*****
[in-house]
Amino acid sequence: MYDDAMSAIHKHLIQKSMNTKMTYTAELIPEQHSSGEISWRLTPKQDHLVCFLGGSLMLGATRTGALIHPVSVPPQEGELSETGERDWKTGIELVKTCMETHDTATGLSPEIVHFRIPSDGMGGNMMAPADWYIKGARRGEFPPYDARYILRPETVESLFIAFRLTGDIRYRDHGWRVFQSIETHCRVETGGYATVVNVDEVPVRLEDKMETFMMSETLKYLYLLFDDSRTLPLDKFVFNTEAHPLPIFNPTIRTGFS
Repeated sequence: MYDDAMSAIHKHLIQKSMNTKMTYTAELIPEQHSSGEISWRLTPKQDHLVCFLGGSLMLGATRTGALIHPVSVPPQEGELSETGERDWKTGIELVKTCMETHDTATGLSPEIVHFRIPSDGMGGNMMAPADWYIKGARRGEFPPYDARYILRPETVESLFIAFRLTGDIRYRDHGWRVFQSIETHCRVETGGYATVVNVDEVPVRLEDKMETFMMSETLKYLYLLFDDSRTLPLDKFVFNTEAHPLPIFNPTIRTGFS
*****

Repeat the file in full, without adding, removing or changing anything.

[in-house]
Amino acid sequence: MYDDAMSAIHKHLIQKSMNTKMTYTAELIPEQHSSGEISWRLTPKQDHLVCFLGGSLMLGATRTGALIHPVSVPPQEGELSETGERDWKTGIELVKTCMETHDTATGLSPEIVHFRIPSDGMGGNMMAPADWYIKGARRGEFPPYDARYILRPETVESLFIAFRLTGDIRYRDHGWRVFQSIETHCRVETGGYATVVNVDEVPVRLEDKMETFMMSETLKYLYLLFDDSRTLPLDKFVFNTEAHPLPIFNPTIRTGFS
Repeated sequence: MYDDAMSAIHKHLIQKSMNTKMTYTAELIPEQHSSGEISWRLTPKQDHLVCFLGGSLMLGATRTGALIHPVSVPPQEGELSETGERDWKTGIELVKTCMETHDTATGLSPEIVHFRIPSDGMGGNMMAPADWYIKGARRGEFPPYDARYILRPETVESLFIAFRLTGDIRYRDHGWRVFQSIETHCRVETGGYATVVNVDEVPVRLEDKMETFMMSETLKYLYLLFDDSRTLPLDKFVFNTEAHPLPIFNPTIRTGFS